"Yeah, well, wait'll you hear the ending; this funny wolf-demon-thingy told me that you'd have whatever 'proof' I needed if I didn't believe him--he said he had 'left the mark' or something--but I said heck, I believe you already!!"
That had been on Thursday. She had no idea why, but she felt compelled to go on Saturday. She couldn't miss school over a mere tourist trip, no matter what she'd promised Tal Natha. So Saturday it was. If the "timing" was wrong, well...she most certainly couldn't be blamed!
"Whoa," Drake said again. "Charm, really, I mean, look!"
"It's a bridge, Drake!"
"Oh, come on, dear, take a look," her mother, driving, interrupted. "Maybe you can get a nice picture of it. Did you leave the camera out so you can take a picture? Oh--never mind, then, that's too bad...I knew this would be a lousy time of the year to take a trip to the Island!"
"Wha--?" Charmian muttered, opening her eyes. She glanced out the window to see if it was raining, snowing, or what. Well, it had snowed in June before, why not in September?--
Her eyes widened and she leaned over Drake to gape out the window. The lake was still there, but not all of it, and where the bridge should have been, she couldn't see anything at all.
Fog. As far as she could see, fog. Only the first twenty or so feet of the water could be seen, gray and rippling at the shore. Beyond that, nothing. Only a dead gray-white, as if the world ended just offshore.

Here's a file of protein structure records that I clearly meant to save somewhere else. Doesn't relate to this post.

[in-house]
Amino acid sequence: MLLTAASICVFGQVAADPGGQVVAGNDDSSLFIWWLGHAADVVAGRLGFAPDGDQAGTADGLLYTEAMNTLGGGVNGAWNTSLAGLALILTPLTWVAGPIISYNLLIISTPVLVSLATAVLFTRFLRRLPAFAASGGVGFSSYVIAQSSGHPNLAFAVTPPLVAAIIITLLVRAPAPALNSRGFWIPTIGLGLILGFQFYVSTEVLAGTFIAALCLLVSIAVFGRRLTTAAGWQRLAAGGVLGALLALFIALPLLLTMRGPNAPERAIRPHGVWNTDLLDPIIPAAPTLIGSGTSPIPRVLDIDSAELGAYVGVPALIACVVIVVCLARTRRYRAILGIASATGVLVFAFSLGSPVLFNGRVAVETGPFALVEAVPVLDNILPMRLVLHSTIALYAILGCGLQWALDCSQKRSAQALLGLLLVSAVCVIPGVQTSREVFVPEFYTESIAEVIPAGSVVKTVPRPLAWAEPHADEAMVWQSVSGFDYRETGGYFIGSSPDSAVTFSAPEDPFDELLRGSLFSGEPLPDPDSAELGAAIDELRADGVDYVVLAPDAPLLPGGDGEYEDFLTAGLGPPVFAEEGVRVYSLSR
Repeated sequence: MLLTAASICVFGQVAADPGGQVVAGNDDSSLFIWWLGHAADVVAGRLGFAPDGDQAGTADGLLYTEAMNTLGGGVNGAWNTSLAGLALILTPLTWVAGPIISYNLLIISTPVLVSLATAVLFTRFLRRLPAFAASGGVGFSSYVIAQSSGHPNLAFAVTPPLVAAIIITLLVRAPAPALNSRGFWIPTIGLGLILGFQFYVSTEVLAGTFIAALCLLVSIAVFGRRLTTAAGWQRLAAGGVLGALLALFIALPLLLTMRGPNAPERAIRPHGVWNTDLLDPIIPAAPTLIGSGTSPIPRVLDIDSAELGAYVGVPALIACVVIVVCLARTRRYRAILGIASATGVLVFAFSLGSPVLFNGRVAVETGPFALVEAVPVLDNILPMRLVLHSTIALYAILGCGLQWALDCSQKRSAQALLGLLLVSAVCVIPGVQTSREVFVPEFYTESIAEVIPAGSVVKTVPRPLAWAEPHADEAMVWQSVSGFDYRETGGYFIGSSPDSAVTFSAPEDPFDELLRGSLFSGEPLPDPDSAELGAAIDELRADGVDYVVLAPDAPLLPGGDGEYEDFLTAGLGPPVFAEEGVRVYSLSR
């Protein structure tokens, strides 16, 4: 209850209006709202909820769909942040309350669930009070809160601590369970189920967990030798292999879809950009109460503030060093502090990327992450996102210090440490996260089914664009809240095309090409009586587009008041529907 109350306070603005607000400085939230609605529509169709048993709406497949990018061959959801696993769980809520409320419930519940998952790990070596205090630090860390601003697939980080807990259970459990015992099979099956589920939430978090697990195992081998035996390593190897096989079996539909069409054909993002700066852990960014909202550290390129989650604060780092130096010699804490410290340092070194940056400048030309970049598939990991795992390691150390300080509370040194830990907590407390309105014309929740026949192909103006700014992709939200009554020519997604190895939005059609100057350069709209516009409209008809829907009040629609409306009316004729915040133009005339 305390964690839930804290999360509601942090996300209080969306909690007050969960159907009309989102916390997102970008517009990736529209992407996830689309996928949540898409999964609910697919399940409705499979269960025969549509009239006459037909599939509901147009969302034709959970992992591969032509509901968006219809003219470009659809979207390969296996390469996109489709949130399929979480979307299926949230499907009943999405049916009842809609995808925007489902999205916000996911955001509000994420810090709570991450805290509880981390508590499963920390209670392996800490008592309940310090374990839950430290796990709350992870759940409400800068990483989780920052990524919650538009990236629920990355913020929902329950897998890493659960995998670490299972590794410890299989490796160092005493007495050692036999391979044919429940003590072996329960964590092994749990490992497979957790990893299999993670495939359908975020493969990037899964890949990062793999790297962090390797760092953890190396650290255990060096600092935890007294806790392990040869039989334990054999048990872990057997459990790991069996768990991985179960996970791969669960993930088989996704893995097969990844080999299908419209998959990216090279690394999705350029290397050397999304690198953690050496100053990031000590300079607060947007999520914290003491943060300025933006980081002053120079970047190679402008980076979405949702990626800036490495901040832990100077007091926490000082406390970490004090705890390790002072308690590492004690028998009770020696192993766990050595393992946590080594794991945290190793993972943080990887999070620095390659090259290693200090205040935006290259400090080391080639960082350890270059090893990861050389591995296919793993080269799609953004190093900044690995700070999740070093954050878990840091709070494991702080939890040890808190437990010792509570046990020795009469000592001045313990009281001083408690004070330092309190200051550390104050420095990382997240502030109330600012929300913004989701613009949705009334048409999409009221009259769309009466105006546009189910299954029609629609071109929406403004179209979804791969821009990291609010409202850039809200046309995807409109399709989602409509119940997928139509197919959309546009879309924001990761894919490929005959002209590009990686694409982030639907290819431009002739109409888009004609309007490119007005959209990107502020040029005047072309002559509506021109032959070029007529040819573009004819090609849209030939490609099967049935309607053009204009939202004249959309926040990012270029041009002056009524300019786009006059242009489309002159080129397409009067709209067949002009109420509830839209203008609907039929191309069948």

"Your father really has no knowledge of weather systems," her mother said from the front seat.
"Isn't that creepy?" Drake commented.
Charmian couldn't reply. The chill, which had started in her bones, spread like an infection through her blood. She hadn't forgotten a bit of her dream but one part in particular came back to her now.
You will have to wait for the next great fog.
And what Miss Anne had said:
You must set out at the time of the next big fog.
Both in reality, and in her dream...the same thing had been said. She didn't know why, but she'd "felt" the time was right to go today. And now, here was the fog, almost as if it had been...waiting for her.
"Isn't this just cool?" Drake interrupted her thoughts. "He said to wait until the big fog, and now here it is!"
"'He'?" Charmian's mother glanced over her shoulder briefly. "Who are you talking about back there, dear?"
"The wolf--" Drake started, only to feel Charmian's elbow in his ribs.
"Our history teacher," she filled in. "He said Mackinac Island would be a cool place to visit. He said it would be even more interesting if we went when it's foggy."
"When it's foggy? What a weird thing to...well, if he's your history teacher, I suppose he knows what he's talking about...but it won't make for good photographs..."
She broke off muttering to herself, and Charmian sat back while Drake rubbed his aching side, relieved that she didn't have to explain further. She knew her mother would never believe any of this. Well, she thought, glancing out the window again, who can blame her!
They drove on in silence. Charmian hoped her mother thought they were merely sulky about the weather, rather than tense about...whatever might lie ahead.